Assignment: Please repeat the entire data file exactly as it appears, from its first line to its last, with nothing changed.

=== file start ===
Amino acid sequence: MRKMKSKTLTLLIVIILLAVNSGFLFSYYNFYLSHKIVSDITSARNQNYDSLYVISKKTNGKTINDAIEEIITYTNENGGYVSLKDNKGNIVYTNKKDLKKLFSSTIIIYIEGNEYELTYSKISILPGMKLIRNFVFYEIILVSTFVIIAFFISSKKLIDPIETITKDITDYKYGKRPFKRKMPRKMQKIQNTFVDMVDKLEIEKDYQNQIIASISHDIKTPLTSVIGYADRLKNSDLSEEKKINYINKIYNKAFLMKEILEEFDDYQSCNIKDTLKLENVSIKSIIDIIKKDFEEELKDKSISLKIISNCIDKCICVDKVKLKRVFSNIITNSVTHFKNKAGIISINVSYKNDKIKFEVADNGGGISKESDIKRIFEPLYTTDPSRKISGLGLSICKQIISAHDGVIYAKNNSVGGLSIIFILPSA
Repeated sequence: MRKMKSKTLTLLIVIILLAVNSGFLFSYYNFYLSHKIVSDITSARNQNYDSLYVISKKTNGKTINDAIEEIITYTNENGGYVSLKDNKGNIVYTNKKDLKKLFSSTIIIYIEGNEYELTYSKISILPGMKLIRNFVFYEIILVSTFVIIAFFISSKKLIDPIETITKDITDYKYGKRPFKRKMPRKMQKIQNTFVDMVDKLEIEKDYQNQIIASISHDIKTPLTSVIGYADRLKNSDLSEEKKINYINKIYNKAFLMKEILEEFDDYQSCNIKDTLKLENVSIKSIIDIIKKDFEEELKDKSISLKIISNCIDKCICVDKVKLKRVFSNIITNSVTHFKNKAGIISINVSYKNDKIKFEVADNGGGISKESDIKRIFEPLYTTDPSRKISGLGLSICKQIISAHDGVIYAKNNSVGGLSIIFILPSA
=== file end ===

Amino acid sequence: MRKMKSKTLTLLIVIILLAVNSGFLFSYYNFYLSHKIVSDITSARNQNYDSLYVISKKTNGKTINDAIEEIITYTNENGGYVSLKDNKGNIVYTNKKDLKKLFSSTIIIYIEGNEYELTYSKISILPGMKLIRNFVFYEIILVSTFVIIAFFISSKKLIDPIETITKDITDYKYGKRPFKRKMPRKMQKIQNTFVDMVDKLEIEKDYQNQIIASISHDIKTPLTSVIGYADRLKNSDLSEEKKINYINKIYNKAFLMKEILEEFDDYQSCNIKDTLKLENVSIKSIIDIIKKDFEEELKDKSISLKIISNCIDKCICVDKVKLKRVFSNIITNSVTHFKNKAGIISINVSYKNDKIKFEVADNGGGISKESDIKRIFEPLYTTDPSRKISGLGLSICKQIISAHDGVIYAKNNSVGGLSIIFILPSA
Repeated sequence: MRKMKSKTLTLLIVIILLAVNSGFLFSYYNFYLSHKIVSDITSARNQNYDSLYVISKKTNGKTINDAIEEIITYTNENGGYVSLKDNKGNIVYTNKKDLKKLFSSTIIIYIEGNEYELTYSKISILPGMKLIRNFVFYEIILVSTFVIIAFFISSKKLIDPIETITKDITDYKYGKRPFKRKMPRKMQKIQNTFVDMVDKLEIEKDYQNQIIASISHDIKTPLTSVIGYADRLKNSDLSEEKKINYINKIYNKAFLMKEILEEFDDYQSCNIKDTLKLENVSIKSIIDIIKKDFEEELKDKSISLKIISNCIDKCICVDKVKLKRVFSNIITNSVTHFKNKAGIISINVSYKNDKIKFEVADNGGGISKESDIKRIFEPLYTTDPSRKISGLGLSICKQIISAHDGVIYAKNNSVGGLSIIFILPSA